Free I remember times mine as there for me too. The last two weeks of my pregnancy with my oldest was spent in the hospital and he hardly ever left my side. He went home to shower and take care of the dogs only. He did anything I wanted while I was in the hospital and I remember at least one nurse saying how lucky I was. Sad thing is I knew I wasn't and this was back when I thought it was me who caused him to act the way he did since he only ever acted that way with me!! I also at this time thought my oldest would be better off if I walked away from her after she was born because I was so horrible to bring out this monster. Thankfully when I held her I knew I could never walk away from her but still he was a great guy in public for years before his filter broke and he started acting up no matter where we were.

This is how they suck us in and keep us!!


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Community Leader
Registered: 10-22-2001
Sun, 07-29-2012 - 11:27am
Free so true!
My ex never really was the man I thought he was ever. He was nice because...like you said he wanted something, it benefited him.
It served a purpose for him to get whatever he wanted/needed at the time.
He was a chameleon. (not too sure if I spelled that right)
They act at first differently in public vs private and then they don't seem to care at all. The "Monster" does eventually come out, and they show their "True" colours to others.
I remember at the hospital asking me who he was and then telling him he had to leave, they knew I didn't want him to be there. I was having a Heart Attack and he was ALL over me. In a moment of weakness I called him to please take me to the hospital. His main concern was sex...that's when I realized just how little he cared about me. He didn't love me, he never loved me. It was ALWAYS about him and would ALWAYS be about him.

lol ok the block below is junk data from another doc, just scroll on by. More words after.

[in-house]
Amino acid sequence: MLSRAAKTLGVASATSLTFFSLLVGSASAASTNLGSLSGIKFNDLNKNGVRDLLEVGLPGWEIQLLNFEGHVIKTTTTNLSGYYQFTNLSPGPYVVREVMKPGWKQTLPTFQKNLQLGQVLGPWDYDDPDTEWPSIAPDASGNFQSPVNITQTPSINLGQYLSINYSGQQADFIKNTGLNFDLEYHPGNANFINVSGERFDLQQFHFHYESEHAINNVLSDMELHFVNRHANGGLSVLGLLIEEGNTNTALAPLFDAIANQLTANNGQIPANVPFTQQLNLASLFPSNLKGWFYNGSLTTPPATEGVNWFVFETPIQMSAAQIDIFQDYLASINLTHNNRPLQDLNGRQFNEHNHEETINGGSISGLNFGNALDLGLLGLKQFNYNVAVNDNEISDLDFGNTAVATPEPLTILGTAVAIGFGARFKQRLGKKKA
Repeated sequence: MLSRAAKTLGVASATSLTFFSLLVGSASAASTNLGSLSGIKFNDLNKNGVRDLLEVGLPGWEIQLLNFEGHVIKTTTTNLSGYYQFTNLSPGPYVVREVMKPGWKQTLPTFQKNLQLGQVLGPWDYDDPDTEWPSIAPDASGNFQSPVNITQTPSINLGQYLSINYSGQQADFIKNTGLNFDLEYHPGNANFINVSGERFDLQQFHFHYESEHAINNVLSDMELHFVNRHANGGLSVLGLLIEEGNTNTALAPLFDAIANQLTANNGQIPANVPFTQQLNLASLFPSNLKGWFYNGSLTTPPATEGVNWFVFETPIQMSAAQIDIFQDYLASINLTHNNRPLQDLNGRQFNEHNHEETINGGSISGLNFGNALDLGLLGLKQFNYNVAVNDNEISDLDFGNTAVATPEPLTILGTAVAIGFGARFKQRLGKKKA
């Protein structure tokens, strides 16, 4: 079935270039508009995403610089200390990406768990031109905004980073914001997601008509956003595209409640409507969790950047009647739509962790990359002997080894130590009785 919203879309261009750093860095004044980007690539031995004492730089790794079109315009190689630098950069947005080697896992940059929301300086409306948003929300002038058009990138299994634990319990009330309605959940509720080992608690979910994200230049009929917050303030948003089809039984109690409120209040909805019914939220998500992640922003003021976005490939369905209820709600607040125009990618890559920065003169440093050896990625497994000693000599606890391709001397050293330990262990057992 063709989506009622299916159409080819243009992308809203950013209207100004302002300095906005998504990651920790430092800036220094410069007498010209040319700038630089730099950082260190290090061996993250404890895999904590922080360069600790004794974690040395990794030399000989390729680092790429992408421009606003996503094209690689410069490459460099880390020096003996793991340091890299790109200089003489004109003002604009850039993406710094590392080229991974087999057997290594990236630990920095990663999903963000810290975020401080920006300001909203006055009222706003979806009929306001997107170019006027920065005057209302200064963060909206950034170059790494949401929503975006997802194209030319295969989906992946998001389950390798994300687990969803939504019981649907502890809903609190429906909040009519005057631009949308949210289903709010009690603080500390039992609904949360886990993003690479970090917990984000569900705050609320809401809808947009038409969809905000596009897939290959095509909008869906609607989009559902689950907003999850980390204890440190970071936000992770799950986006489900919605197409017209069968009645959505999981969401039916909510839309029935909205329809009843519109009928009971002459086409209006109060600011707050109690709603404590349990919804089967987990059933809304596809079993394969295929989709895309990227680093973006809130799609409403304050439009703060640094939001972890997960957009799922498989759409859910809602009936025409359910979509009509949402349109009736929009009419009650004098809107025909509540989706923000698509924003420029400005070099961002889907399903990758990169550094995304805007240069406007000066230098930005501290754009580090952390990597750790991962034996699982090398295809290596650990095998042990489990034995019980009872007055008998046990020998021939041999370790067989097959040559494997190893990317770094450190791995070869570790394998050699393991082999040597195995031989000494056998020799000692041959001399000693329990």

They are nice to get something in return...
To get back together, to suck you back in. For us to forget and forgive them. To shuffle the blame back on us. They usually tell us it's our fault they got mad...it's something we said or did doesn't matter it could be something we didn't say or do...their rules change to keep us second-guessing ourselves and them. Mind games!...They really do not like it if we begin to question them and/or the relationship. As we realize more and more they try to hang on tighter.
So glad I got out and got my Life and my Sanity back.
We ALL deserve that!
Nightangel
Avatar for cajunharmony
iVillage Member
Registered: 02-28-2001
Sun, 07-29-2012 - 1:51pm
Vet, all the more reasons to get this cancer out of your life, hon. He's never going to truly be there for you. Please seek counseling for yourself via an domestic abuse agency. There is also an element of co-dependency here that it would probably be a good thing to explore. I know you feel "stuck", but you can get out of this. If you are concerned about leaving your pets, send me a private message, letting me know where you are located and I will see what I can work out with all my friends in rescue organizations who are also DV survivors and former members of this board. They will move heaven and earth to make sure your pets get out safely when you do, and that they have a wonderful place to go until you are able to reclaim them and take them to you new, safe, happy home.

Mama Harmony

Community Leader
Registered: 10-22-2001
Sun, 07-29-2012 - 1:59pm
That's really cool Cajun...:smileyhappy:...
One of the Red Flags is how they treat pets, your pets...
They are jealous of everybody and everything. Irrational jealousy!
Your family, your kids, your friends, and family pets...They don't want ANY competition for your affection or attention.
Nightangel